The legacy of spirits blenders

Art, science or time honoured process - we take a deep dive into the world of blending.

Blending spirits is a precise and honed craft. How do those involved fine-tune their method and how do they pass on their lifetime’s work and future legacy to someone new? Millie Milkenen finds out more…

“Creating a whisky is a balance of art and science through flavour.” So says Emma Walker, master blender at Johnnie Walker. The process of blending spirits – be they Whiskies, Rums, Cognacs – is a skill that ultimately comes down to an individual: their nose, their palate and their sensory memories. 

It's a balance of consistency and innovation; replicating those core liquids to the molecule, time and time again, while also allowing for individual fingerprints to be left on special releases and new products. Having just embarked on my first whisky infinity bottle (a method by which you add different whiskies to a bottle to make your own blend), my appreciation of the skill and precision needed to maintain the calibre of spirits under brands such as Mount Gay, Johnnie Walker and Hennessey has never been greater.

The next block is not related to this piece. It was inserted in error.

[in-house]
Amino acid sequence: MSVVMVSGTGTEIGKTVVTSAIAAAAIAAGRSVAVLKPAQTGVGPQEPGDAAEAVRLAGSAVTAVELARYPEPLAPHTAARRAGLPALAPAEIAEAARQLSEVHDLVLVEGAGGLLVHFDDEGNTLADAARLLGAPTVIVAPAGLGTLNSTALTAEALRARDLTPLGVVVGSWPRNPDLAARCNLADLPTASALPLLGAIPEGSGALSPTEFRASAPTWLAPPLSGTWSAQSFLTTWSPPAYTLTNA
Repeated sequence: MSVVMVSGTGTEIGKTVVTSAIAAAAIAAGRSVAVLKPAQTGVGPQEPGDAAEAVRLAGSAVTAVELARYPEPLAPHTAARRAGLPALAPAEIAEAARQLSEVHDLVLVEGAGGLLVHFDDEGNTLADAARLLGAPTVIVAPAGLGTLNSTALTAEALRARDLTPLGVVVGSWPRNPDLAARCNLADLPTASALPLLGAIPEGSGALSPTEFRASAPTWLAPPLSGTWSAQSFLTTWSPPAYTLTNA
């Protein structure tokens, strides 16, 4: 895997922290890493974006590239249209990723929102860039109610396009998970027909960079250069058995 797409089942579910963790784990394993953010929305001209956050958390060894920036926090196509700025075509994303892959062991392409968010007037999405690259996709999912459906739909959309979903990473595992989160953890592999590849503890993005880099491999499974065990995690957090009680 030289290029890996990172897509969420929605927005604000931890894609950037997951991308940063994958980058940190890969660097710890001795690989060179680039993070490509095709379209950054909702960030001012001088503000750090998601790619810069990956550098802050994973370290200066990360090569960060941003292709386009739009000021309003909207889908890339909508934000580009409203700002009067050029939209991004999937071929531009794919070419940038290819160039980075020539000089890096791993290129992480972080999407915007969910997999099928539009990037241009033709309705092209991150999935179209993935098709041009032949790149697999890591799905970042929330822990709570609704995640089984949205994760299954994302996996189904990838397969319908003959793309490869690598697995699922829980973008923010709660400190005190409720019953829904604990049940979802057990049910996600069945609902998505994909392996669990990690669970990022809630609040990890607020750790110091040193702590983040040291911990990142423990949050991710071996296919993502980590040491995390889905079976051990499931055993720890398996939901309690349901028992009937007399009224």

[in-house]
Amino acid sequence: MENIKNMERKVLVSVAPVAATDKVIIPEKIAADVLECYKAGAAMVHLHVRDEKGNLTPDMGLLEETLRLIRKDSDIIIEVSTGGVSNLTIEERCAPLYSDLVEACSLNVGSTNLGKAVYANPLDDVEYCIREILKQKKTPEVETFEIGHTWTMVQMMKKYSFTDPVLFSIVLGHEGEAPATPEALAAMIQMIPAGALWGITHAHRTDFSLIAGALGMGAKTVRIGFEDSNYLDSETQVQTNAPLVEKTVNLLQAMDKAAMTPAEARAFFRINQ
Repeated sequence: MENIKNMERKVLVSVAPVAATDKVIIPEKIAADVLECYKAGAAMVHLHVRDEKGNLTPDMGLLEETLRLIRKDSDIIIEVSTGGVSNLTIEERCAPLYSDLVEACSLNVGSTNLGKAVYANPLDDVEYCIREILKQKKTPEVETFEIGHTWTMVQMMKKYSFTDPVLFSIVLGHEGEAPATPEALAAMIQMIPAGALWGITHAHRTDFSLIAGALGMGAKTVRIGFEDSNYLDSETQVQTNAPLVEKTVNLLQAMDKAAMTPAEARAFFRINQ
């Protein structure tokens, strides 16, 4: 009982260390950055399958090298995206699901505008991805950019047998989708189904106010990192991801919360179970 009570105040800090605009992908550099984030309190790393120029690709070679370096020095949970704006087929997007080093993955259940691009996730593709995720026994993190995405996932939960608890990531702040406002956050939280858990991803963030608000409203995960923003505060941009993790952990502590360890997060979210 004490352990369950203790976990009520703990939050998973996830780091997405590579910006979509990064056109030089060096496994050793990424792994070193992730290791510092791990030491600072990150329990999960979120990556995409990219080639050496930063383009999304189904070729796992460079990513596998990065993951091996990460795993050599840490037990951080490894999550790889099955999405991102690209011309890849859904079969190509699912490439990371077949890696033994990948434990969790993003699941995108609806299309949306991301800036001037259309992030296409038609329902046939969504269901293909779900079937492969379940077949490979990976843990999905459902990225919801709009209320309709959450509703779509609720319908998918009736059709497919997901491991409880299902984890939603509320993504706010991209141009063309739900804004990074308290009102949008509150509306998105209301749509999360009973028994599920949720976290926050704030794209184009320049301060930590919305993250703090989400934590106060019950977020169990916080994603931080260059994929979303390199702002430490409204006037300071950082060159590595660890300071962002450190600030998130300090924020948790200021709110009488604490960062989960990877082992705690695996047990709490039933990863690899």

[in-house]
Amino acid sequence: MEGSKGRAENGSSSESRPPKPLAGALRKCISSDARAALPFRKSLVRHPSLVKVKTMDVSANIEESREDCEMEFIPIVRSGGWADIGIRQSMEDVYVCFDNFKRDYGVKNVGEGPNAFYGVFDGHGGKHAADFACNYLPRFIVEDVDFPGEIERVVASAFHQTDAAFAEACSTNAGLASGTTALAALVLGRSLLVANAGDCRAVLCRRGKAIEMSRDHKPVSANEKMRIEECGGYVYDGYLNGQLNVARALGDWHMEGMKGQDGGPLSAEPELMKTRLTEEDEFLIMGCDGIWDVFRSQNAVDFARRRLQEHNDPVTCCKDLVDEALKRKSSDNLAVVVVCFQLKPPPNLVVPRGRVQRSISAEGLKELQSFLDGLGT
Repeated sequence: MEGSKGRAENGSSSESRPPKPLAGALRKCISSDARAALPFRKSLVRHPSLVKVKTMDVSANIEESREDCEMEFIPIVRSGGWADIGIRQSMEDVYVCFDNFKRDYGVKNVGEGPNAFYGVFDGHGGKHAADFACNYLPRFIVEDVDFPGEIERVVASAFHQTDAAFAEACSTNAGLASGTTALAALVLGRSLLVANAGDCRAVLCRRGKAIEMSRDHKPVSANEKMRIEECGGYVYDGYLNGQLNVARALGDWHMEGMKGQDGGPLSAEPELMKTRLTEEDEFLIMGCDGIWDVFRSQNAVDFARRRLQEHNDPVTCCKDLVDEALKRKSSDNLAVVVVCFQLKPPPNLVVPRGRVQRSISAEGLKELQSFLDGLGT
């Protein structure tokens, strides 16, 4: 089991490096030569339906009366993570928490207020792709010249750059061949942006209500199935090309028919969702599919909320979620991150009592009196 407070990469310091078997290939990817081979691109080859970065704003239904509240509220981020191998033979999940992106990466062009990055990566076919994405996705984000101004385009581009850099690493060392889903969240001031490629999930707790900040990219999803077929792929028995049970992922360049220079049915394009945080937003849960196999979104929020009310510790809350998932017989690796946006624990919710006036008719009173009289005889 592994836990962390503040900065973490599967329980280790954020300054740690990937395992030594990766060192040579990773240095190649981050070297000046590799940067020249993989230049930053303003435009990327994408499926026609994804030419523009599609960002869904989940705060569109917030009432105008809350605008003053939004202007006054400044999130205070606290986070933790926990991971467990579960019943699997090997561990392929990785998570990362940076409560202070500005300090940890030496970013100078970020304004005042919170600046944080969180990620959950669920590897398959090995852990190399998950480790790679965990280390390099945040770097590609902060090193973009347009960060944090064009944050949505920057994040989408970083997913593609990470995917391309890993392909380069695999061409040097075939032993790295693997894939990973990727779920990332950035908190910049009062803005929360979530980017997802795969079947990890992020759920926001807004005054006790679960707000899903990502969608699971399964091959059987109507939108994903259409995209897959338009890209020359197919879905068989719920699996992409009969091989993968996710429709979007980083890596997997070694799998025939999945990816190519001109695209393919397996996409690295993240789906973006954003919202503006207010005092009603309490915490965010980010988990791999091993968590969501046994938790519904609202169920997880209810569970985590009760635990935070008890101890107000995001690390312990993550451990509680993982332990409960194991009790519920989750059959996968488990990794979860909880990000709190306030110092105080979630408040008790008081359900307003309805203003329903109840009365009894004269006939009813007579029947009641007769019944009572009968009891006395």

Trudiann Branker
Trudiann Branker

And when Trudiann Branker, Master Blender for Mount Gay, describes to me her morning routine, there is no doubt in my mind. “I start my morning very early, around 4:30am but I don’t have a sip of coffee until I’ve done my first round of nosing and tasting, which typically means I’m not enjoying a coffee until about 11:30am. I try my best to stay away from anything that has a strong taste or smell, especially during those morning hours when my senses are awake and ready to work.”

Branker has been at the helm of Mount Gay since 2019 and in that time, she is most proud of her first limited edition, the Master Blender Collection: Pot Still Rum. “This was the first expression I launched, which was a daunting task," she admits. “As reviews came in for it, I was instantly relieved to find that my first blend for Mount Gay was celebrated and now, has won quite a few awards.” She’s also redefined the rum brand’s core range – something she sees as being her legacy. 

So, how do you embark on a career in blending?

Art meets science

When Emma Walker embarked on the world of blending, she came armed with a PhD in chemistry, setting her sights on Diageo: “I applied for a Project Scientist role and when I arrived for the interview the panel included Dr Jim Beveridge and Maureen Robinson (and other whisky superstars). It was then that I discovered you could be a Whisky Scientist.” 

Emma Walker, Master Blender, Johnnie Walker
Emma Walker, Master Blender, Johnnie Walker